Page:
I find it hilarious now, but when I found out I was absolutely mortified. I am so not cool.
WHAT IS DREAM AND HOW ARE YOU INVOLVED?
Most people know it as a charter school. But, it's really an amazing youth development organization that stems back to a bunch of volunteers who happened across an abandoned lot in Harlem in the early 1990s and transformed it into a baseball diamond. The Field of Dreams became a place to foster community and teach kids baseball. Soon it became a summer program, then an after-school program rooted in baseball. They realized through baseball they were teaching some fundamental lessons about life and decided to do a school next. Since then, they’ve been figuring out how to expand.
As for how we got involved, we’re in the same building as Anomaly and we’re close to those guys. One of the founders, who is now on DREAM’s board, called me and said, “Sara, I think we need your help. This organization I work with is trying to figure out who they are. They have this charter school and this baseball team, but they need to be one brand. They need to unify and share their mission. I need people who do great branding and identity to help them find themselves.”
So, we met the team and the rest happened from there.
WHAT DO YOU SEE IN THE FUTURE FOR YOUR WORK WITH DREAM?
We did part one, which was to unify these brands. But I want to have an ongoing partnership with them. They’re helping kids dream about what their futures could look like. When you speak to the kids about their future, they say a lot of the same things like “I want to be a lawyer” or “I want to be a pop star.” The other day we did a session at our office where we talked to the kids about creativity and design.
I’d like to figure out how we continue partnering with them to show these kids that creativity is just as credible a career to aspire to as anything else. Their future could be a creative one.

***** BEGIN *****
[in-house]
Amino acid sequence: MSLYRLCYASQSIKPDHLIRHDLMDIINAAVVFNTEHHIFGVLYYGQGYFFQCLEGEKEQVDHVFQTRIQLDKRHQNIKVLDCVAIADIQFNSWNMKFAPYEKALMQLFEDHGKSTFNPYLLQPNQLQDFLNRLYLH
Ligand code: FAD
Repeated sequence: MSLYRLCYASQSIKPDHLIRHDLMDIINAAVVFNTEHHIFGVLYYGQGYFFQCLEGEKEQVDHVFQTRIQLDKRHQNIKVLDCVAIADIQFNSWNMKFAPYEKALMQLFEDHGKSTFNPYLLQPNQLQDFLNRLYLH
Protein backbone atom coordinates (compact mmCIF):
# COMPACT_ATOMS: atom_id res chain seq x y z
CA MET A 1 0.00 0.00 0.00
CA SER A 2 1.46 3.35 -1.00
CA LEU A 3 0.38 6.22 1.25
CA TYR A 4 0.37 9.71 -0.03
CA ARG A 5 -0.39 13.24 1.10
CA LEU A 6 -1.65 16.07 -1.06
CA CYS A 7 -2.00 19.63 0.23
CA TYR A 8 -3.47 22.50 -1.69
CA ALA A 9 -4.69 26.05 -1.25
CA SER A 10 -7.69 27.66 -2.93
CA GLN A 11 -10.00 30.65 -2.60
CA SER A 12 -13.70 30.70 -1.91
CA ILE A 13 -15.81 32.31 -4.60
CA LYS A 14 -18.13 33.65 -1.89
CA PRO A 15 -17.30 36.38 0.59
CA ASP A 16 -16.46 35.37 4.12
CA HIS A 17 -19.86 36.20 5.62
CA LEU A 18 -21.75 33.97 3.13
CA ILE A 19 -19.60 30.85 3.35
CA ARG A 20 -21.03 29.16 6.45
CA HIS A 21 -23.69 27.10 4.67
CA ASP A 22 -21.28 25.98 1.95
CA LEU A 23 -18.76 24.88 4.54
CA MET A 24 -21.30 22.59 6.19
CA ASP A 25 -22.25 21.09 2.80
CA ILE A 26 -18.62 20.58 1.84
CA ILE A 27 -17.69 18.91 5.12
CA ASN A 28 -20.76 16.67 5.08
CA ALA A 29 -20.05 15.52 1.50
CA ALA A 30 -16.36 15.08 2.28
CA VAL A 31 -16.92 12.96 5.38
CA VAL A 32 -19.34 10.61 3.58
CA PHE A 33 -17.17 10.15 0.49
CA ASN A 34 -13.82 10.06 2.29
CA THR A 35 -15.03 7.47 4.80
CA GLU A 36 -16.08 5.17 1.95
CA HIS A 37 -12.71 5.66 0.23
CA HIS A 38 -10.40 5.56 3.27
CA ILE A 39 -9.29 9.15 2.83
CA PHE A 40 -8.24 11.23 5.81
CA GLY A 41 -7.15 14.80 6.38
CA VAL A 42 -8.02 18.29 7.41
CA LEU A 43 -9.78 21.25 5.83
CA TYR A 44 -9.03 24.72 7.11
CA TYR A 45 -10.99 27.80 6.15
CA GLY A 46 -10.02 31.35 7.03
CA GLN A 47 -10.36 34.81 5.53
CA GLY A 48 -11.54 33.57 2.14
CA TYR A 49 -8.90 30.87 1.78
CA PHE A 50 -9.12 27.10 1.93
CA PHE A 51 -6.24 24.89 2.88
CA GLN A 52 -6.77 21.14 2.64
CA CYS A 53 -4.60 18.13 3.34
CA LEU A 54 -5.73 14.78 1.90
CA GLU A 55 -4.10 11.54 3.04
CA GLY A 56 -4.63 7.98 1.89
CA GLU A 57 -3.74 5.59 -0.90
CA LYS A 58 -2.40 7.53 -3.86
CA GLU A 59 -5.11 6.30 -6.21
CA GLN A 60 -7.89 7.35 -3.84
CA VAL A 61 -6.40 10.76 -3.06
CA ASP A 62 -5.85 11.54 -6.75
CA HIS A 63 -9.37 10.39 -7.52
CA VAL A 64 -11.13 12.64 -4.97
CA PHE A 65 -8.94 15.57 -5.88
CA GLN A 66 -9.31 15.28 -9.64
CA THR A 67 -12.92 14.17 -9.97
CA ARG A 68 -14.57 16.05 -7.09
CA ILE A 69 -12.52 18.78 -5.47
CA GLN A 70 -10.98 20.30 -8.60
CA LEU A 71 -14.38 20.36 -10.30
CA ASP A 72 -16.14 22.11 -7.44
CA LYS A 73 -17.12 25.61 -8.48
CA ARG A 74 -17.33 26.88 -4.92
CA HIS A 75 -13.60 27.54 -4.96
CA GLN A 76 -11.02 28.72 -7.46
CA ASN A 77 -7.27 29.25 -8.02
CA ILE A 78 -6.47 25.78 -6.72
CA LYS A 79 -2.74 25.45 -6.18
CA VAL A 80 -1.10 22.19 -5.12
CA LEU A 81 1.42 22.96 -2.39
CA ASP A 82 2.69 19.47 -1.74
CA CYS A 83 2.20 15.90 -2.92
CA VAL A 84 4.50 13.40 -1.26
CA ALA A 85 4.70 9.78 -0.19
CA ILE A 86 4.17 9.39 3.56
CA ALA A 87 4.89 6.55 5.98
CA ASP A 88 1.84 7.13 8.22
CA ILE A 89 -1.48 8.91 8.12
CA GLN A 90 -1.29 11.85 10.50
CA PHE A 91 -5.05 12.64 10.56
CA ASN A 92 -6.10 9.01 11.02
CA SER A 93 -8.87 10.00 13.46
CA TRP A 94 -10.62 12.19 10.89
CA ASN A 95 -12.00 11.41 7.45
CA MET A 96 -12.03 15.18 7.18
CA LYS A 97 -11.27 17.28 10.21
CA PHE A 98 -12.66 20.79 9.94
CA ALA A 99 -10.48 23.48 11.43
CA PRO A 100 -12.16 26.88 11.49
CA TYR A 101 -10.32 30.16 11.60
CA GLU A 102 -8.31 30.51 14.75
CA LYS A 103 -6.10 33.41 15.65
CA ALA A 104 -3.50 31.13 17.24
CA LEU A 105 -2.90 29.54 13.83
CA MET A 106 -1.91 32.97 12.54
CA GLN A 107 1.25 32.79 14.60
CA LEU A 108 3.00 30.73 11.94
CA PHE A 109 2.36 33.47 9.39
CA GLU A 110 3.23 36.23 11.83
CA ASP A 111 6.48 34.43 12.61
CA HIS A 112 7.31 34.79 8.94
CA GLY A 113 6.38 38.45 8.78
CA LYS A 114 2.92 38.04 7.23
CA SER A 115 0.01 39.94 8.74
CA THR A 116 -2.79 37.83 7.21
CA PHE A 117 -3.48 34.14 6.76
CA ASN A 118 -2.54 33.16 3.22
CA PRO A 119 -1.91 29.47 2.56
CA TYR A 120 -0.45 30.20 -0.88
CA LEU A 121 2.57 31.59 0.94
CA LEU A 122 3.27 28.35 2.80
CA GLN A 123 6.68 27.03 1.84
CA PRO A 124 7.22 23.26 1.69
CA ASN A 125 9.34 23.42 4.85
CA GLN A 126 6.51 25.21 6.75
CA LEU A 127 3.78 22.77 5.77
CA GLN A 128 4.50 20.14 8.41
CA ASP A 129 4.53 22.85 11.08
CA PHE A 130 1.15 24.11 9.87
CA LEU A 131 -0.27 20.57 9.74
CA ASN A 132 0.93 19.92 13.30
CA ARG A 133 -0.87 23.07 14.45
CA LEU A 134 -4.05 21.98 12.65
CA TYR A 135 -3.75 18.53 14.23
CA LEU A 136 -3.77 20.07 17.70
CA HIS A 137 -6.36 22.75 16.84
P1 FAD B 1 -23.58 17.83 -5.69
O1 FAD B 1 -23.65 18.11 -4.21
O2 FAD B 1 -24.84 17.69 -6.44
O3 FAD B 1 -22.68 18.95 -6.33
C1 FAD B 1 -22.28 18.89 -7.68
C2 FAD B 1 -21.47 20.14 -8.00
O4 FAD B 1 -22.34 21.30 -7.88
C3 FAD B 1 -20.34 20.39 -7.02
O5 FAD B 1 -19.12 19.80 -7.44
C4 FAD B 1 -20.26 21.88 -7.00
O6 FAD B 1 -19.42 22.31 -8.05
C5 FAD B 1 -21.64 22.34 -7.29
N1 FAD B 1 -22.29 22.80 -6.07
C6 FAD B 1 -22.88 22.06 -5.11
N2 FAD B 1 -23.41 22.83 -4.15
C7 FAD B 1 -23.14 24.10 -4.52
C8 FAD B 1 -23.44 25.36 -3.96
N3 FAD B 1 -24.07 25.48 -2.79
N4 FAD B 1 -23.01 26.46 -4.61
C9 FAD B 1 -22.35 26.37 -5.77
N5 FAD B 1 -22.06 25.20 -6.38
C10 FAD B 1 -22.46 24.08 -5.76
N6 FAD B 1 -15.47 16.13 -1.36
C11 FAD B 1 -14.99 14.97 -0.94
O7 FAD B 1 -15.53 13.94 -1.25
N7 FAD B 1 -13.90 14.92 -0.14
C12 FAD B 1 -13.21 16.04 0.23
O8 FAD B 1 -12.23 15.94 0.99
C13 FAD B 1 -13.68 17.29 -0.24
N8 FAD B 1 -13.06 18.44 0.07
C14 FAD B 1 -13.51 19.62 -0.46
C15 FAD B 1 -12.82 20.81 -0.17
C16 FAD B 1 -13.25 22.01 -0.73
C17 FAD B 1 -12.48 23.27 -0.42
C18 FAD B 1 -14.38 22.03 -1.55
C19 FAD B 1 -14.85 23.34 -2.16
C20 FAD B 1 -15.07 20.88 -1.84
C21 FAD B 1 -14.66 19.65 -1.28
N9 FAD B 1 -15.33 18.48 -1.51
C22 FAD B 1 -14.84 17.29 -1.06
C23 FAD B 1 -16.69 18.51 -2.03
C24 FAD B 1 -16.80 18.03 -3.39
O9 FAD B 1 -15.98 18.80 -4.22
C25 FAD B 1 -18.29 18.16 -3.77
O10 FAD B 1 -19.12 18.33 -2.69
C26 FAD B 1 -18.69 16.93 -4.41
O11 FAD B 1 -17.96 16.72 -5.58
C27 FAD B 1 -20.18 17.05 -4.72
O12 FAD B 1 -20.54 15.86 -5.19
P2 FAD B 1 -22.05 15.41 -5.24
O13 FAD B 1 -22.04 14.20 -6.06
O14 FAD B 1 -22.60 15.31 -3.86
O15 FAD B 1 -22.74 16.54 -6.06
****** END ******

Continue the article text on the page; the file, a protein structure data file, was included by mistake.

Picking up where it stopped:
We did one day of that. But should we try and raise money to invest in scholarships? Could we have their graduates come here for apprenticeships? What might that look like? We’ll see. It’s still very early days.
YOU HAVE TWO MINUTES TO SPEAK UNINTERRUPTED.
If anything, I want to mention that what you’re doing is great and very pertinent to some of the things I’ve experienced. I’ve said “Don’t interrupt” so many times over the years after seeing it happen to me and other people. And, yes, I’ve been interrupted and it infuriates the hell out of me. But, beyond me, really any form of interruption pisses me off like crazy because everyone has a right to be heard.
Sara Hyman is CEO, North America and founder of Jones Knowles Ritchie NY.She is responsible for building the agency reputation, attracting the best talent, evolving JKR’s capabilities and setting the strategic vision in North America. She has led the team to build strong and lasting client relationships across the business with key clients such as AB-Inbev, Unilever, Kraft Heinz, Dunkin Brands and Diageo.
Don't Interrupt is an interview series from The 3% Movement that showcases inspirational industry women.
Cover Illustration by Raphaela Putz.